From Heimhoff's March 8 blog posting:

I wasn’t going to write about this study when I first read about it 2 weeks ago. My first impression was that it was really stupid, and didn’t seem worth writing about. But it’s gained a lot of traction, not just in wine blogs but the national media and overseas as well. So it’s time to add my two cents.

To summarize the study: “Wine experts’ recommendations are of no use to most drinkers because their [i.e. 'most drinkers'] palates are not sophisticated enough to appreciate the subtle flavours,” as the subhead of The Telegraph [London] put it. “The fundamental taste ability of an expert is different,” explained one of the study’s authors, John Hayes, which surely is incontrovertible. But then he extrapolated from that a statement that is wildly misleading, and fails to grasp the essential truth of why people listen to experts in the first place: “And, if an expert’s ability to taste is different from the rest of us, should we be listening to their recommendations?”

Hayes may be a college professor, but he doesn’t understand the role of experts in a complex consumer culture. The consumer is overwhelmed with choice. Want bread? A hundred brands. A car? Scores of manufacturers and models. A DVD player? Smart phone? Even salt now comes in a range of colors and salinity. Going to the movies this Saturday night? There’s probably 50 different flicks playing within ten miles of my house. And don’t even get me started about wine. Thousands of bonded wineries in the U.S. alone, not to mention imports, and most of those wineries produce a whole bunch of different wines, sometimes even of the same variety.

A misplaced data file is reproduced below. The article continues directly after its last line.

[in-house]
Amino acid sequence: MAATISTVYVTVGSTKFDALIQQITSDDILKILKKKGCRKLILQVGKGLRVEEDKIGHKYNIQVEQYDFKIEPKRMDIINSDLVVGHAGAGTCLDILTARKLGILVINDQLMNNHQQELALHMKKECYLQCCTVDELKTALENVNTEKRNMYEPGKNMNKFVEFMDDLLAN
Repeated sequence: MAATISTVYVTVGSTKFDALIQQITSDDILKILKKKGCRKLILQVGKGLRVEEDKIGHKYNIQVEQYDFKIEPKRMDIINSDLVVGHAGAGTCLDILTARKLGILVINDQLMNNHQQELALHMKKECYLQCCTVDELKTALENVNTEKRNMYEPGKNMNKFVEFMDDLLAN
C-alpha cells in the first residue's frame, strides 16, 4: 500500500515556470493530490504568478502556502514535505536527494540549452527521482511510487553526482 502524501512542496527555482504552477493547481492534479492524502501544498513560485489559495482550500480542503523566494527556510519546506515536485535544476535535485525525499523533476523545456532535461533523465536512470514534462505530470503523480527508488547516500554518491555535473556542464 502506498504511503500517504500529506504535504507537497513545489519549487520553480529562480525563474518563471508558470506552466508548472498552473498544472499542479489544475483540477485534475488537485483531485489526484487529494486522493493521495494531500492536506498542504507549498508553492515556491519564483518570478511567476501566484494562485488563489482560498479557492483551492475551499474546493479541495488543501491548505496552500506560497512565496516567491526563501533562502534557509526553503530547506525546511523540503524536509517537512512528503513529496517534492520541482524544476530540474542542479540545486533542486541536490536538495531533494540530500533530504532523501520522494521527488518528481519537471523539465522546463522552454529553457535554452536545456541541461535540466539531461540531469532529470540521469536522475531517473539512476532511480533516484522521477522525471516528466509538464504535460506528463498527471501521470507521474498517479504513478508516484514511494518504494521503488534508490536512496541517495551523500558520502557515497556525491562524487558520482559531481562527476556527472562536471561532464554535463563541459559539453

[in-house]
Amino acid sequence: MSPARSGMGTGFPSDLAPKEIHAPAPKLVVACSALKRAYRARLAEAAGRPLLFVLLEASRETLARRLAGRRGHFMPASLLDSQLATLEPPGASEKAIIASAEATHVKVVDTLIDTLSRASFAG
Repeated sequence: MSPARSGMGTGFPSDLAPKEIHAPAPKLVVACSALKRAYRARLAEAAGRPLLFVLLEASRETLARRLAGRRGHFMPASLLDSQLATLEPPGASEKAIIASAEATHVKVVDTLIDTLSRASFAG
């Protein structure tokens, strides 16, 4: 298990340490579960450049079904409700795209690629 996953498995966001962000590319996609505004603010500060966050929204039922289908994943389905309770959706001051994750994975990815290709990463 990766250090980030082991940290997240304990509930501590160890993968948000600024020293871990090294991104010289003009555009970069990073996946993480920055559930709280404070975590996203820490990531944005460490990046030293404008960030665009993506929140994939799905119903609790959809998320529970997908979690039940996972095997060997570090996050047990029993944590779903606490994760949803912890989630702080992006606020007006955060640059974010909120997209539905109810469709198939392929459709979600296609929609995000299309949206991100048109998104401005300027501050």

This is where experts come in. Experts are modern-day America’s gurus, shamans and soothsayers. We read the entrails of the slain beast and interpret them. This isn’t in a religious or spiritual sense, obviously; but the first humans “invented” priests because they needed somebody to interpret the vast, confusing world around them and help guide them through it. Religion evolved from that.

If the world of our primitive ancestors was confusing, ours is beyond confusing. So we too have “priests” to help us get through without falling or failing or getting hurt or (in this case) spending money on junk. We read or listen to film critics we trust because we don’t want to shell out ten bucks on a piece of crap. (At least, I don’t.) We trust restaurant critics because if we’re going to eat out, we want to be as assured as we can be in advance that we’re going to like the place. And, Mr. Hayes, people listen to wine critics because they want and need all the help they can get in making that selection.